Kearny, by now a major general, led the Division during the Second Battle of Bull Run and for a brief time, he was assisted by a young staff officer named George Armstrong Custer, who later wrote admiringly of Kearny, crediting him with teaching him the art of soldiering.
It was during the Battle of Chantilly in Virginia, on Sept. 1, 1862, while checking a gap in the Union lines during a driving rainstorm, that Kearny was confronted by rebel soldiers who ordered him to surrender. He refused and tried to race away, but was killed by a shot fired by an enemy musket.
Kearny’s body was turned over to Northern forces and he was buried in Trinity Churchyard in New York. His remains were later moved to Arlington Cemetery in 1912 where a statue by Edward Clark Potter marks his grave, one of only two such statutes at Arlington.
One revelation in Styple’s book – based on letters he sent to friends during the war – was that Kearny suspected Maj. Gen. Robert McClellan, who commanded the Army of the Potomac, was secretly negotiating with the South through a staff officer, Col. Thomas M. Key (a cousin of national anthem author Francis Scott Key), who favored emancipation with compensation – a tactic Key and McClellan reportedly believed would persuade the South to call off hostilities with little resulting bloodshed.
Part of Styple’s extensive profile of Kearny includes an examination of his life as a civilian and, in particular, the time and money he invested in his home, Belgrove, built to contain his fabulous arts collection – a wide assortment of statutes, oil paintings, watercolors, etchings and engravings, many illustrative of the Hudson River Artists School.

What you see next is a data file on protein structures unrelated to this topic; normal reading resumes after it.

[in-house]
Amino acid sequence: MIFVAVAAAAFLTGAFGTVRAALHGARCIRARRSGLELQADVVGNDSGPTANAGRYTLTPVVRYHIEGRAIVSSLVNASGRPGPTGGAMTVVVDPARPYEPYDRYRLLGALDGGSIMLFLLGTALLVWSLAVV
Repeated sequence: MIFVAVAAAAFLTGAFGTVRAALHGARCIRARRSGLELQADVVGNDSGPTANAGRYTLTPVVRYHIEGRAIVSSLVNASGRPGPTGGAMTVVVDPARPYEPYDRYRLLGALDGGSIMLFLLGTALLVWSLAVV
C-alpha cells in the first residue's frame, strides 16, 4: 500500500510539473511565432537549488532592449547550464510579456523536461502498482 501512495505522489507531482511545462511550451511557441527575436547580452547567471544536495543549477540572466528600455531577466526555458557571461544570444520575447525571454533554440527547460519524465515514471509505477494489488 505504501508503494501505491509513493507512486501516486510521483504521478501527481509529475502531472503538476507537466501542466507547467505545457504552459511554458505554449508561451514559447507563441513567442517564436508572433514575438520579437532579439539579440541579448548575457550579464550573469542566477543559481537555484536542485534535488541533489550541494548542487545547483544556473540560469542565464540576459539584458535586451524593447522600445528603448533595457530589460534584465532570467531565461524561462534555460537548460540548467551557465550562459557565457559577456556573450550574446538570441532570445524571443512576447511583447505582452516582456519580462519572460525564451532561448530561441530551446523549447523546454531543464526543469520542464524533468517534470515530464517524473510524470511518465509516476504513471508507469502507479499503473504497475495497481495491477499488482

The property was sold off in parcels to various thread works plants that were built off the Passaic River and the mansion house itself was sold in 1926, with its art pieces largely ending up in mostly in private collections.
The mansion itself was razed in 1927, as youngsters in nearby Washington Elementary School watched that part of their town’s history disappear.
“General Philip Kearny, A Very God of War” will be available for sale through Amazon beginning next month. A hardcover edition is priced at $45.
Learn more about the writer ...
Ron Leir | For The Observer
Ron Leir has been a newspaperman since the late ’60s, starting his career with The Jersey Journal, having served as a summer reporter during college. He became a full-time scribe in February 1972, working mostly as a general assignment reporter in all areas except sports, including a 3-year stint as an assistant editor for entertainment, features, religion, etc.
He retired from the JJ in May 2009 and came to The Observer shortly thereafter.
He is also a part-time actor, mostly on stage, having worked most recently with the Kearny-based WHATCo. and plays Sunday softball in Central Park, New York